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Carter v. Belk, Inc.

United States District Court, S.D. Georgia, Savannah Division

July 13, 2015

JOAN CARTER, Plaintiff,
v.
BELK, INC., d/b/a BELK OF SAVANNAH, and JANE DOE, Defendants.

ORDER

G.R. SMITH, Magistrate Judge.

Joan Carter brought this premises liability case against Belk, Inc. (Belk). Doc. 1-2. She was injured after "she tripped and fell over the bottom wheeled portion of a mobile clothes hanging rack" that was "obscured by the densely crowded stationary racks of hanging clothes" in the women's apparel section of Belk's store. Doc. 1-2 ΒΆΒΆ 5, 7.[1] Belk unsuccessfully moved for summary judgment, doc. 28, which means "[t]his case will proceed to trial." Doc. 50 at 11. Citing her physical damages claim, Belk moves under Fed.R.Civ.P. 352[2] to compel an Independent Medical Examination (IME). Doc. 51. Belk's counsel represents that plaintiff's counsel has consistently "failed to respond to [Belk's] request for an examination." Id. at 3. Carter does not dispute that.

Nor is there any dispute that Carter's physical condition is at issue, that she is seeking to recover damages for the physical injury (her shoulder, etc.) allegedly caused by her in-store fall, and that an IME is justified. In fact, the only dispute here is over location. Belk wants her to be seen by an Atlanta area specialist of its choosing. Doc. 56 at 1-2. It is even willing to pay for her travel expenses to there from Savannah, where she lives. Id. at 2.

Plaintiff, who has been receiving treatment at two Savannah, Georgia neurology practices, doc. 51 at 5, insists on evaluation by one of her Savannah area specialists. Doc. 55. She claims undue hardship and that Belk's consulting physician "has already expressed bias against [her] by virtue of the adverse opinions that he has rendered without ever having seen the [p]laintiff." Id. at 2. "An unbiased Independent Medical Examination, " she insists, "can be reasonably acquired in Savannah, Georgia." Id. Belk disagrees, emphasizing that a fair and impartial medical expert cannot feasibly be located in Savannah. Doc. 56.

Discovery is supposed to be self-executing, Leaks v. Target Corp., 2015 WL 4092450 at *1 n. 1 (S.D. Ga. July 6, 2015), and litigants have "an affirmative duty to engage in pretrial discovery in a responsible manner that is consistent with the spirit and purposes of Rules 26 through Rule 37, and... each attorney [is obligated] to stop and think about the legitimacy of a discovery request, a response thereto, or an objection." Bottoms v. Liberty Life Assur. Co. of Boston, 2011 WL 6181423 at *4 (D. Cob. Dec. 13, 2011). In addition, the parties are supposed to cooperate - thus confer[3] - before resorting to judicial intervention and consuming Court resources. Carter has not responded to, and thus does not dispute, Belk's complaint that it has repeatedly contacted her, yet she failed to confer. That duty means that the parties must talk to each other directly, and not wait to do so through briefs that this Court must also read. Even though Belk does not seek Fed.R.Civ.P. 37 fees, the Court GRANTS its IME motion (doc. 51) in no small part as a sanction for Carter's failure to confer.[4]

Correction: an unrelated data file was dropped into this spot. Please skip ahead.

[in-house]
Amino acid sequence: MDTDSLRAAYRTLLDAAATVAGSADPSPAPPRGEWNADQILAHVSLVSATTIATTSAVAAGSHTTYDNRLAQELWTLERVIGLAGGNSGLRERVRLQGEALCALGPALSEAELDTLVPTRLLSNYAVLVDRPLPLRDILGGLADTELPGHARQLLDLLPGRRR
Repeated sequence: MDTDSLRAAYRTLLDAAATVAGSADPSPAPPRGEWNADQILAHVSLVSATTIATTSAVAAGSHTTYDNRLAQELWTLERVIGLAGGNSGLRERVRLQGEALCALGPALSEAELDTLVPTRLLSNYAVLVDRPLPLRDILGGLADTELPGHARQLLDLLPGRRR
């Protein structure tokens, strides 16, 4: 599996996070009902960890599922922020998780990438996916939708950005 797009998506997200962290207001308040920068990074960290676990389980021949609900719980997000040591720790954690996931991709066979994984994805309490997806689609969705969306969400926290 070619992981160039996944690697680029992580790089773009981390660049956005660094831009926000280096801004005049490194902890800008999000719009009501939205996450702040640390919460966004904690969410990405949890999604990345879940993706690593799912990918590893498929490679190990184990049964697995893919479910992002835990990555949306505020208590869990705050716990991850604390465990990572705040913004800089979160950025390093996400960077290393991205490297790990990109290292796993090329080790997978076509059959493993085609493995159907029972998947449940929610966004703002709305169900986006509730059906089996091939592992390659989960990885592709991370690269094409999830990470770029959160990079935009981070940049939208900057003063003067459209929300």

For that matter, IME's are relatively routine in personal injury cases where plaintiffs are free to exaggerate their pain and suffering, and personal-physician bias is not unknown. See Romano v. Interstate Exp., Inc., 2009 WL 211142 at *2 (S.D. Ga. Jan. 28, 2009) ("Nothing in Rule 35 mentions a mutually chosen' examiner. Plus, plaintiff reaped the benefit of employing his own medical experts... to support his case, thus triggering a proverbial battle of the experts.' Hence, defendants are entitled to their own medical experts.") (footnote omitted), cited in Funez v. Wal-Mart Stores East, LP, 2013 WL 123566 at *7 (N.D.Ga. Jan. 9, 2013) ("An [IME] is particularly appropriate here because Defendant would be prejudiced in contesting the nature and extent of Plaintiffs injuries by having to rely exclusively on Plaintiffs medical records and testimony from her treating physicians."). And Carter does not specify exactly how her travel burden is "undue." Finally, it is simply too easy to label a proposed IME physician "biased" merely because he is being paid by an adversary - that's grist for the cross-examination mill.'

Accordingly, the Court GRANTS Belk's motion to compel (doc. 51). As promised (its last Order denied Belk's IME motion until after the summary judgment motion was reached, doc. 43), the Court will grant any ...


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